tgs 2014

Opinion – Offering A Final Fantasy XV Demo Is A Step In The Right Direction For Square Enix

by Kimberley Wallace on Sep 21, 2014 at 05:30 PM

The road to Final Fantasy XV has been long and winding. The game that started off as Final Fantasy Versus XIII was announced at E3 2006 and very little information surfaced about the title up until it transformed into Final Fantasy XV last year. In a way, it was gutsy move to make it a mainline title. After all, it was always depicted as more of an action game, something the numbered entries haven’t touched. Not to mention, a lengthy development timeline already raises some doubts and concerns. Is this a game we’ll even experience? Is it a quality title? Why has there been such a delay in any information?

Fans have tried to patient, but knowing about the game for eight years and seeing few details isn’t an easy pill to swallow. Back in April, I wrote an editorial expressing my concern over Square Enix’s decisions with the JRPG market. I wrote that the company has a lot to prove to RPG fans, and that it must ensure games like Final Fantasy XV and Kingdom Hearts III are worth the wait. More importantly, Square Enix can’t afford to make both games’ development cycles extend too much longer. 

That’s why I’m happy to see that Square used this TGS to finally show off new footage and announce an upcoming demo. The footage looked fantastic with realistic mannerisms and exciting backdrops. It reminded me of what Square has always been known for: making a statement with the power of new hardware. It felt like the game had been made for PlayStation 4 all along. However, I immediately got that inkling of a feeling that it could be too good to be true. Thankfully, while in Japan, I was able to discuss what the demo entailed and what Square hopes to achieve with it with new director Hajime Tabata.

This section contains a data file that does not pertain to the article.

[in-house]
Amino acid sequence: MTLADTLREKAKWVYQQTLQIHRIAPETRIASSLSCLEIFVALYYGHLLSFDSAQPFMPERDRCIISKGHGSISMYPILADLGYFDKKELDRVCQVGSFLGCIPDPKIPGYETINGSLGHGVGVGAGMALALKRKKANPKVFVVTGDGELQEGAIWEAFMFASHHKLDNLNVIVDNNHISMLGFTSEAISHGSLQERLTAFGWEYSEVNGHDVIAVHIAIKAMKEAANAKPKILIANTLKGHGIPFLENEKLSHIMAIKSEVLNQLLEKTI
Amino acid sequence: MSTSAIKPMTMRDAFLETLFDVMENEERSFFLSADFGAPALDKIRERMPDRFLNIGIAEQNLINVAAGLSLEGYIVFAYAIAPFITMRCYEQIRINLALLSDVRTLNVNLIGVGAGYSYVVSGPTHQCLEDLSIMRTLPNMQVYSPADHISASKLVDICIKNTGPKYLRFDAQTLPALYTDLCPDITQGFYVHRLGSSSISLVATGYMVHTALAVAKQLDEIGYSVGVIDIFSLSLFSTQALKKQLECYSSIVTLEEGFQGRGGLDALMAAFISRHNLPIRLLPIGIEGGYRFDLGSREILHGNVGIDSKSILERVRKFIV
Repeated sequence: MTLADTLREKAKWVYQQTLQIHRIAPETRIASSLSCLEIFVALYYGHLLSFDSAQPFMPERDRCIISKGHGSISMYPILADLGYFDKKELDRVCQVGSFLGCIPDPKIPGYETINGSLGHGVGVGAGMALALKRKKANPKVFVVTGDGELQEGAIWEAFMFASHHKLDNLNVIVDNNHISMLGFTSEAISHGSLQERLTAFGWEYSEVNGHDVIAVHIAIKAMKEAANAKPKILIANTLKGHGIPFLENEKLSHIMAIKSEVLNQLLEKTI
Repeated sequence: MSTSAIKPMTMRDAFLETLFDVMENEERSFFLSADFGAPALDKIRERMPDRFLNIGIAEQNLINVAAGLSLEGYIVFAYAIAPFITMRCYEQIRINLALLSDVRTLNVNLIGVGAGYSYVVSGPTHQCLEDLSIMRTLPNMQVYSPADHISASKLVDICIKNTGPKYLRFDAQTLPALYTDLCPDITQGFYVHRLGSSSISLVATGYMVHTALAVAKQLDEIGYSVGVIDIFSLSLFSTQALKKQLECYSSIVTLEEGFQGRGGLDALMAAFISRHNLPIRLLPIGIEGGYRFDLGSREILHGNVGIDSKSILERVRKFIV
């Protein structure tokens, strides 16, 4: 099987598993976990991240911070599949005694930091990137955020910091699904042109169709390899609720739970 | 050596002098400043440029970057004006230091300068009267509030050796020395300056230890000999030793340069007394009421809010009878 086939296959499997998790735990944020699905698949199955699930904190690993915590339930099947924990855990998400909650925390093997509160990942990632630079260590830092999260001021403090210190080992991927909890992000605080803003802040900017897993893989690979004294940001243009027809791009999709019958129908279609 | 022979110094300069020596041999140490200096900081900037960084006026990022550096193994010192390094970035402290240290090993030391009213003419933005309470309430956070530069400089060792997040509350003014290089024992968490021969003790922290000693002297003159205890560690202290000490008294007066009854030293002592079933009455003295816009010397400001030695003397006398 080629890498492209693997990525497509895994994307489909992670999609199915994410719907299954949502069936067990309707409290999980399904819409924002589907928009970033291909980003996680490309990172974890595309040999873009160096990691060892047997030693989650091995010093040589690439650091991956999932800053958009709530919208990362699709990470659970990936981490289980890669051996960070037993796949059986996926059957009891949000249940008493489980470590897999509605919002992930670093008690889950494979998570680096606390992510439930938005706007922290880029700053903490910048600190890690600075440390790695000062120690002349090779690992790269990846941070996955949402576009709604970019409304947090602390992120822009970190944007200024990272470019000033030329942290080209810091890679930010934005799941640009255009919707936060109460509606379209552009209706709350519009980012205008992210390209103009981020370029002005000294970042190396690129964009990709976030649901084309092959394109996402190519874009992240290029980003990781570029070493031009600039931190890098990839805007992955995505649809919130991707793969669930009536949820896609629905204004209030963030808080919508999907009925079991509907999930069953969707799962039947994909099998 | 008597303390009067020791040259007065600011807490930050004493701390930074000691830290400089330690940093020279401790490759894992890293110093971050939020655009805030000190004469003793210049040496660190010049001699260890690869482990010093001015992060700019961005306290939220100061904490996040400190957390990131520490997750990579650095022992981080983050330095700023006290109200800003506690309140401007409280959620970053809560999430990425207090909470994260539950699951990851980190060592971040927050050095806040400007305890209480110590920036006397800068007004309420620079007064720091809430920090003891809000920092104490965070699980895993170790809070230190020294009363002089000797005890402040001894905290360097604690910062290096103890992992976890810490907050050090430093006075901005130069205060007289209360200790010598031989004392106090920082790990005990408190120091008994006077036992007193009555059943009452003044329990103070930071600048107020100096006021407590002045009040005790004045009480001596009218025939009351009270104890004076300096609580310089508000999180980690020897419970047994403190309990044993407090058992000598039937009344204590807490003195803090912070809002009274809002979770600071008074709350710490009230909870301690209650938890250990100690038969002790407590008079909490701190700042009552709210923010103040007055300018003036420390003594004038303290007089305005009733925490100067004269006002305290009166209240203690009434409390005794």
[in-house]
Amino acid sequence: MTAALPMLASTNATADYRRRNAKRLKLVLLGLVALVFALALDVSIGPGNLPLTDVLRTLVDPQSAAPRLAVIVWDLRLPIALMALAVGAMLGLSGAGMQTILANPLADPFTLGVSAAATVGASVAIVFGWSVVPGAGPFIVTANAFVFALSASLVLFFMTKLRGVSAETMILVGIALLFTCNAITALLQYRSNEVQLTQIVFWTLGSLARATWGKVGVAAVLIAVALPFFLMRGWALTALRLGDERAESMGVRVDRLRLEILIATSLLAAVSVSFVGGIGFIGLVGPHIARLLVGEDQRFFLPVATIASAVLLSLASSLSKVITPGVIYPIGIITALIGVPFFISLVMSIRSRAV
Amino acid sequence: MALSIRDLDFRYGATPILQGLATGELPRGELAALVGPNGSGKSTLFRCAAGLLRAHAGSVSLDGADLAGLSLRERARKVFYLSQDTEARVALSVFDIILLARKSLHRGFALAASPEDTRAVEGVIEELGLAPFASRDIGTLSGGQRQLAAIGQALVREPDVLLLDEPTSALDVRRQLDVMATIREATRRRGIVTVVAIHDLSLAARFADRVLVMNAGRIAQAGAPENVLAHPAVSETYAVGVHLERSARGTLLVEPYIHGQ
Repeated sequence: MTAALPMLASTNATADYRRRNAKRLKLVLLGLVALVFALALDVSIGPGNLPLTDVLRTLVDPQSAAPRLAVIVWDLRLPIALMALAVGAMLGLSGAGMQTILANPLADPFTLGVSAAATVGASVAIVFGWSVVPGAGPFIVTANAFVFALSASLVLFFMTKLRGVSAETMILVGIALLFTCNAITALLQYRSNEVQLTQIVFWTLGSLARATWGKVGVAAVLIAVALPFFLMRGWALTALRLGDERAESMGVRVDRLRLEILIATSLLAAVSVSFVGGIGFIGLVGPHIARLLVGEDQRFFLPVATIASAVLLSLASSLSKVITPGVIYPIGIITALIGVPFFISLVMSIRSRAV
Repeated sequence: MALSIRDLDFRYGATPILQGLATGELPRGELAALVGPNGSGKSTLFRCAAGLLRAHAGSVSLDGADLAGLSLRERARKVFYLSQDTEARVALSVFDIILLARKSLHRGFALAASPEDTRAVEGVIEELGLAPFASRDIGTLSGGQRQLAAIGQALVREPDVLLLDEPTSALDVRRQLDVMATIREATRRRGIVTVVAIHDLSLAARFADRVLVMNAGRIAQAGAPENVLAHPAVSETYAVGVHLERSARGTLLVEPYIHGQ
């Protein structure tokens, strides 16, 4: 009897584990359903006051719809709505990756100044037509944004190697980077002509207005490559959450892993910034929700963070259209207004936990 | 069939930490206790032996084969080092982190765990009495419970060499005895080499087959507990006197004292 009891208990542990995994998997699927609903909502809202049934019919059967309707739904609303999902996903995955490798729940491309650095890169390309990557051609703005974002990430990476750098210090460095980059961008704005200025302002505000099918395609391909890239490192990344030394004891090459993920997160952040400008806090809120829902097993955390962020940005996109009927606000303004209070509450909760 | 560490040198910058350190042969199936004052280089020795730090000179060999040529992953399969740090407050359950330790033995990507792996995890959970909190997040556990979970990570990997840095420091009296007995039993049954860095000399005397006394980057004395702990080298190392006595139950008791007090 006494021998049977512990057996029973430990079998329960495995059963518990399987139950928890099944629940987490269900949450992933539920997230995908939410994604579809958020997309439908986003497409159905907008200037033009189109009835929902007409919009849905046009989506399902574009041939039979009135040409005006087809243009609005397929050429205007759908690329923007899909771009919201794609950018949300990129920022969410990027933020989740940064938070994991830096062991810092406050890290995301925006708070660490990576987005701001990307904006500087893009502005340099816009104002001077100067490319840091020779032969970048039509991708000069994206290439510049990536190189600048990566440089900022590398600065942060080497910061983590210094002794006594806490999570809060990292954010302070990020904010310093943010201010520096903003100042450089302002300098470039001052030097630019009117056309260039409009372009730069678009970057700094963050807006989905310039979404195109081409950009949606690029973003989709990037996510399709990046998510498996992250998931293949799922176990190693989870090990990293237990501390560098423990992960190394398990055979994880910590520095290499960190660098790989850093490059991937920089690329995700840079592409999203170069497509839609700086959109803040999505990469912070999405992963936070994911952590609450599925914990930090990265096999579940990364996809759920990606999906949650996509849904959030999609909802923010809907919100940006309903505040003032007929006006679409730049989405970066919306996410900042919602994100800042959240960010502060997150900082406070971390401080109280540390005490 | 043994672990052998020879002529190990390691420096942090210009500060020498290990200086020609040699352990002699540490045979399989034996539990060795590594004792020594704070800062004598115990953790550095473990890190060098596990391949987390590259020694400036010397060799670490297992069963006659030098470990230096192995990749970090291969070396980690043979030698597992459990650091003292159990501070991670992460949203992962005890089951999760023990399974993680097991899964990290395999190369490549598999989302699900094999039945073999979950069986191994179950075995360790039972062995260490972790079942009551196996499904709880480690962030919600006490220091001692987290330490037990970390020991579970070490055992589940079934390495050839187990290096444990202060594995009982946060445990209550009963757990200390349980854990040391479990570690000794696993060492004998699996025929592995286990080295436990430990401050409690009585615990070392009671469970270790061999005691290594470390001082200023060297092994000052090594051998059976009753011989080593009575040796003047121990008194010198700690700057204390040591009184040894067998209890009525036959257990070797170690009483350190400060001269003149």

First off, I think this director change is a smart move. This frees up previous director Tetsuya Nomura’s time to focus exclusively on Kingdom Hearts III, another game Square Enix can’t afford to take years upon years to launch. Tabata was candid with us about the demo, called Episode Duscae. It’s not just a 20 minute affair. He said if you’re playing through just the story content in the demo, it should take about an hour. But if you’re really exploring every nook and cranny, it can take anywhere from 2-4 hours. Most times when games are available to be previewed at shows, they are only about 20 minutes long. Having the first hands-on with the game given straight to fans and in such a large chunk shows a lot of promise and faith. Tabata stated he is looking for this demo to provide fan feedback.

He also let us in on the fact that, as of right now, Final Fantasy XV is over 50 percent complete. The game has been in development a long time, but once you switch console generations on a title and completely re-envision it, there’s a lot of heavy lifting to be done. But also with over 50 percent in place, hearing fans’ reactions gives them still enough room to make changes should the demo garner any concerns. Square Enix has some passionate fans and the company has been known for its magical touch on RPGs, but in the past years, it hasn’t seemed as focused on what the fans want. I like that Square Enix is using the demo as a way to gauge that. 

All told, these recent developments look like steps in the right direction. I hope it’s all not for show, and that Square Enix really is as serious as they seem. Tabata genuinely seems thrilled with his new role and the game.

An exact exact release date for the demo hasn’t been given so far, but a voucher for it is being included with Type-0. Square Enix indicated that it wants to launch the demo as close to Type-0’s March 17 release date as possible. It feels almost surreal to think we’ll actually be playing some of Final Fantasy XV soon. We sure have been waiting a long time, but things can only get better from here on out. Let’s hope this message from Square Enix is just the beginning and it continues to prove that its games aren’t just ephemeral dreams.